• Just because the line between core modals and non-core modals might be hazy, that doesn't mean that the label "semi-modal" is not useful. The class of core modals (or central modals, or whatever term your grammar uses) is in general mostly consistent no matter which grammar framework you use. The non-core modals are on a gradient, and often have different classifications w.r.t. the various grammars out there. Non-core modals--such as "BE going to V", "had better", "dare", "need", etc.--shouldn't be grouped with the core modals (e.g. WILL, CAN, etc.). – F.E. Aug 4 '15 at 4:47
  • @F.E.: Thanks for replying. – sumelic Aug 4 '15 at 4:51
  • Also, be aware that not all modals are auxiliary verbs. – F.E. Aug 4 '15 at 4:52
  • @F.E.: The worry I have with the "semi-modal" tag is that in practice, it tends to always be used with a "modal-verb" or "modal" tag, so clearly question-askers see these as belonging to the same general category. Aren't all modals verbs, though? That's all I was saying. – sumelic Aug 4 '15 at 4:52
  • The use of the semi-modal tag is that if a user is interested in some specific non-core modal, e.g. "BE going to V", "need", then they could search the semi-modal tag to start their research. The semi-modal tag will give a smaller list of related threads; but the general modal tag will return a whole bunch of stuff, most of which involves core modals (e.g. WILL, CAN, etc.). – F.E. Aug 5 '15 at 3:45
  • @F.E: but, can't a user just use the "search" function, either on the site or through Google, to locate threads about specific expressions? I think many people are not even familiar with the terminology "semi-modal." – sumelic Aug 5 '15 at 3:50
  • Not all models are auxiliary verbs. Besides the core modal auxiliary verbs, there's also stuff like modal idioms (e.g. "had better", "BE to", "HAVE got to"), semi-auxiliaries (e.g. "HAVE to", "BE about to"), and other subcategories -- borrowing info from page 92 in Leech, Hundt, Mair, Smith, 2009 book, Change in Contemporary English. (cont.) – F.E. Aug 5 '15 at 3:56
  • (cont.) In the 2002 reference grammar, H&P CGEL, page 173, (a) Lexical modals: "We use this term for items expressing the same kind of meaning as the modal auxiliaries, but which do not belong to the syntactic class of auxiliary verbs. It covers adjectives like possible, necessary, likely, probable, bound, supposed, adverbs like perhaps, possibly, necessarily, probably, certainly, surely, verbs like insist, permit, require, and nouns like possibility, necessity, permission, and similar derivatives." – F.E. Aug 5 '15 at 3:57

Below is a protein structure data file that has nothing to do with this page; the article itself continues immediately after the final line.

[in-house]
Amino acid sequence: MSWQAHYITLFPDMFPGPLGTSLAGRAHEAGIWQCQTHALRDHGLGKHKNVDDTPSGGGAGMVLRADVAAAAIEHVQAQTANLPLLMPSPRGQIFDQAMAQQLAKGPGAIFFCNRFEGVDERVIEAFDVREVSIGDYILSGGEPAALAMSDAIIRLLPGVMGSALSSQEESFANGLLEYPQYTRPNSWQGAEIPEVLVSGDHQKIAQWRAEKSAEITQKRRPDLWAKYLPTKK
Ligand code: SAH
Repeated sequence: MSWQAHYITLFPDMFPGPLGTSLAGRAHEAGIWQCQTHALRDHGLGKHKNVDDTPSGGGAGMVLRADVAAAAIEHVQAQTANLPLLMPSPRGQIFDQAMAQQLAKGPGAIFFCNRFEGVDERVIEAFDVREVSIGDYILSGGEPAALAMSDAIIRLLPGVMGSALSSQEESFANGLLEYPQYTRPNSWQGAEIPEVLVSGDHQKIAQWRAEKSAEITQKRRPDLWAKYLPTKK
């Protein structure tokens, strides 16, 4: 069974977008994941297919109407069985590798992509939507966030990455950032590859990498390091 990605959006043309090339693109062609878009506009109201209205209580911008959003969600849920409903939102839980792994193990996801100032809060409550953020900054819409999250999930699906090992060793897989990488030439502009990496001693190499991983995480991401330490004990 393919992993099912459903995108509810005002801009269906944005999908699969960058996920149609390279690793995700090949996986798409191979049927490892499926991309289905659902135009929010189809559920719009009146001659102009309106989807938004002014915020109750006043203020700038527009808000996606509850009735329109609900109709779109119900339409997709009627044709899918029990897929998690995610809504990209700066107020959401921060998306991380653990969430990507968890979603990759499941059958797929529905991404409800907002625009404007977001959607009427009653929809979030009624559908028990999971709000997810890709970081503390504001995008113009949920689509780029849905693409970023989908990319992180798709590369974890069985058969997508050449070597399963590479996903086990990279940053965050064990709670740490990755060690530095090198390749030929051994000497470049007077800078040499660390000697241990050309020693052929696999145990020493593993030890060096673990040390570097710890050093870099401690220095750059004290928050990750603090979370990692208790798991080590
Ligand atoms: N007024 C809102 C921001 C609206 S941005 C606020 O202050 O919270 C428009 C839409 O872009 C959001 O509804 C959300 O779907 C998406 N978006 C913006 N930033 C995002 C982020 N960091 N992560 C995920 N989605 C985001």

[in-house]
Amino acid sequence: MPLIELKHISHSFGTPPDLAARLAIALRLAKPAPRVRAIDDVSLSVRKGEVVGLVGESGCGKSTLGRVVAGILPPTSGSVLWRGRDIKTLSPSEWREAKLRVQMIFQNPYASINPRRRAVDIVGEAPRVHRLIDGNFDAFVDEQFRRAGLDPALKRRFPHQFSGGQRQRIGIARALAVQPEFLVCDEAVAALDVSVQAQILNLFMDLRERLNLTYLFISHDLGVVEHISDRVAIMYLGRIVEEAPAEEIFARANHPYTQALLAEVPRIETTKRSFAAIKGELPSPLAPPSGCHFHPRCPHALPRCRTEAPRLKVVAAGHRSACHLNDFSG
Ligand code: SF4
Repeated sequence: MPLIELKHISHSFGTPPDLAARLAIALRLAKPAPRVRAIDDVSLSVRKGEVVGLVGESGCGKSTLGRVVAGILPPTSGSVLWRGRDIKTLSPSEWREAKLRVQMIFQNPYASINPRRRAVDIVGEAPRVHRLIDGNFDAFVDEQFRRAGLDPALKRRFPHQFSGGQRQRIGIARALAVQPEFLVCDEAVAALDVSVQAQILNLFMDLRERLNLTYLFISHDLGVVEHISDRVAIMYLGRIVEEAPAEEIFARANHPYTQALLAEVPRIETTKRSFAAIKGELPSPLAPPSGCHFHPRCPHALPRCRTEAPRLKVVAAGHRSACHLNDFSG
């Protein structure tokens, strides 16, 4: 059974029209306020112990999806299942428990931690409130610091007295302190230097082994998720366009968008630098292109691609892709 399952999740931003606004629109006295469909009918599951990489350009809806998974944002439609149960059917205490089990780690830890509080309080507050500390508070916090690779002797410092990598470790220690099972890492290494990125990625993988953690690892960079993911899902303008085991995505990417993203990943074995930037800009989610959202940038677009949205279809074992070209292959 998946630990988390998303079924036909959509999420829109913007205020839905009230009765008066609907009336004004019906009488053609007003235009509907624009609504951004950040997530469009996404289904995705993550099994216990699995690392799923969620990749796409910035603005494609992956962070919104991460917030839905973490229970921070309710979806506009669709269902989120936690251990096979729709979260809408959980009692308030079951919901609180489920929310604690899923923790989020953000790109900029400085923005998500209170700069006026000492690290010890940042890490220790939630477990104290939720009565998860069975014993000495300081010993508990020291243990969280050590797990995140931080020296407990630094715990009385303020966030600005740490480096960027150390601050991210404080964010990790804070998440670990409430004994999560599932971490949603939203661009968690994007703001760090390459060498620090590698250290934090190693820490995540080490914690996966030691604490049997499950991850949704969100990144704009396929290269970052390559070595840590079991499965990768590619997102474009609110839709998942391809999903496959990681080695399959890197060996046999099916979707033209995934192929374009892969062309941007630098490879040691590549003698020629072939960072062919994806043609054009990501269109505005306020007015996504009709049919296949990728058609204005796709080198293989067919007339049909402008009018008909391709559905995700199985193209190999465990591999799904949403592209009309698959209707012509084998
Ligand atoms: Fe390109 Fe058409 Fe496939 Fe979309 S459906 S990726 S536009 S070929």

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    The topic of semi-modals (e.g. semi-auxiliaries) is a hot topic right now in the linguistic community, as those kinds of expressions are kinda going through a relatively rapid change (compared to the slow natural change that is typical of the grammar of a language) w.r.t. their meanings and usage. And so, a person interested in that topic would probably like to grab a whole bunch of related threads via that one tag. – F.E. Aug 5 '15 at 4:08
  • As to the term "semi-modal", it seems to be rather easy to use, and we usually use it for non-core modals and expressions that often involve auxiliary verbs -- that is, when we specifically don't want to include the core auxiliary modals. – F.E. Aug 5 '15 at 4:13
  • I think the merge makes sense. Those with the knowledge/experience to debate the finer points of mood, modality and "semi-modals" can have more fine grained tags at Linguistics. – curiousdannii Aug 8 '15 at 6:50
  • All the tags here are useless because they're random names and descriptions with different meanings for everybody. I never pay any attention to them, because of that. As for "semi-modal", it makes sense to use that term in English for need and dare, which can swing either way in negative contexts: He doesn't need/dare to VP vs He need/dare not VP are both fine, but *He need/dare VP is ungrammatical. Of course that's not an argument for using it as a tag -- as I said, the tags are at best confusing. – John Lawler Aug 14 '15 at 18:59
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I’ve made a synonym for .

I’ve leaving based on Professor Lawler’s comment that makes sense for need and dare:

All the tags here are useless because they're random names and descriptions with different meanings for everybody. I never pay any attention to them, because of that. As for "semi-modal", it makes sense to use that term in English for need and dare, which can swing either way in negative contexts: He doesn't need/dare to VP vs He need/dare not VP are both fine, but *He need/dare VP is ungrammatical. Of course that's not an argument for using it as a tag — as I said, the tags are at best confusing.